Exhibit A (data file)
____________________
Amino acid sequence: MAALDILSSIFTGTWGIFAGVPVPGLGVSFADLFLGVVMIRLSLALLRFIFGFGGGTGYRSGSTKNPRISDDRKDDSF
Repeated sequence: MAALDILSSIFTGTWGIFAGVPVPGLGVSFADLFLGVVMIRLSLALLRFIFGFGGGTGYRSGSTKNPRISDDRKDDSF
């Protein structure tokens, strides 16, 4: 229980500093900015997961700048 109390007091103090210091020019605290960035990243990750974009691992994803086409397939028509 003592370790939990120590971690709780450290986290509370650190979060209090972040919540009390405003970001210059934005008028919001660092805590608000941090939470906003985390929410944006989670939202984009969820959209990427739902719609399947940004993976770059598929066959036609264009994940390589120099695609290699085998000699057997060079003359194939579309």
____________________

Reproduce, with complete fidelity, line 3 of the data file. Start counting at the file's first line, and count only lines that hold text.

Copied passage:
């Protein structure tokens, strides 16, 4: 229980500093900015997961700048 109390007091103090210091020019605290960035990243990750974009691992994803086409397939028509 003592370790939990120590971690709780450290986290509370650190979060209090972040919540009390405003970001210059934005008028919001660092805590608000941090939470906003985390929410944006989670939202984009969820959209990427739902719609399947940004993976770059598929066959036609264009994940390589120099695609290699085998000699057997060079003359194939579309």